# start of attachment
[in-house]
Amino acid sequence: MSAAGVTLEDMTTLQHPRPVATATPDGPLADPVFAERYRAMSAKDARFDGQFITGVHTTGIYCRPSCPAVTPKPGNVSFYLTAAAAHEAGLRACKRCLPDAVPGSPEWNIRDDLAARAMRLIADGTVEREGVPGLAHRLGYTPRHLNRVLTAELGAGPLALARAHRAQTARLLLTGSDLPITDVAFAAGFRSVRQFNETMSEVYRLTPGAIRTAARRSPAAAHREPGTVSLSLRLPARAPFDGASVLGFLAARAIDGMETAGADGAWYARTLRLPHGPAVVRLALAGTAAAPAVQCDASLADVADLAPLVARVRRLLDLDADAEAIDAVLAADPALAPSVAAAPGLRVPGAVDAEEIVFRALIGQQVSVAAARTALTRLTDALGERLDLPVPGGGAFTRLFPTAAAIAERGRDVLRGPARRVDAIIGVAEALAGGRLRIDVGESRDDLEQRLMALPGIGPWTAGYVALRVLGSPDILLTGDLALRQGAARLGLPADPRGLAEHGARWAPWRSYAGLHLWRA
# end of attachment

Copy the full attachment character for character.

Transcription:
[in-house]
Amino acid sequence: MSAAGVTLEDMTTLQHPRPVATATPDGPLADPVFAERYRAMSAKDARFDGQFITGVHTTGIYCRPSCPAVTPKPGNVSFYLTAAAAHEAGLRACKRCLPDAVPGSPEWNIRDDLAARAMRLIADGTVEREGVPGLAHRLGYTPRHLNRVLTAELGAGPLALARAHRAQTARLLLTGSDLPITDVAFAAGFRSVRQFNETMSEVYRLTPGAIRTAARRSPAAAHREPGTVSLSLRLPARAPFDGASVLGFLAARAIDGMETAGADGAWYARTLRLPHGPAVVRLALAGTAAAPAVQCDASLADVADLAPLVARVRRLLDLDADAEAIDAVLAADPALAPSVAAAPGLRVPGAVDAEEIVFRALIGQQVSVAAARTALTRLTDALGERLDLPVPGGGAFTRLFPTAAAIAERGRDVLRGPARRVDAIIGVAEALAGGRLRIDVGESRDDLEQRLMALPGIGPWTAGYVALRVLGSPDILLTGDLALRQGAARLGLPADPRGLAEHGARWAPWRSYAGLHLWRA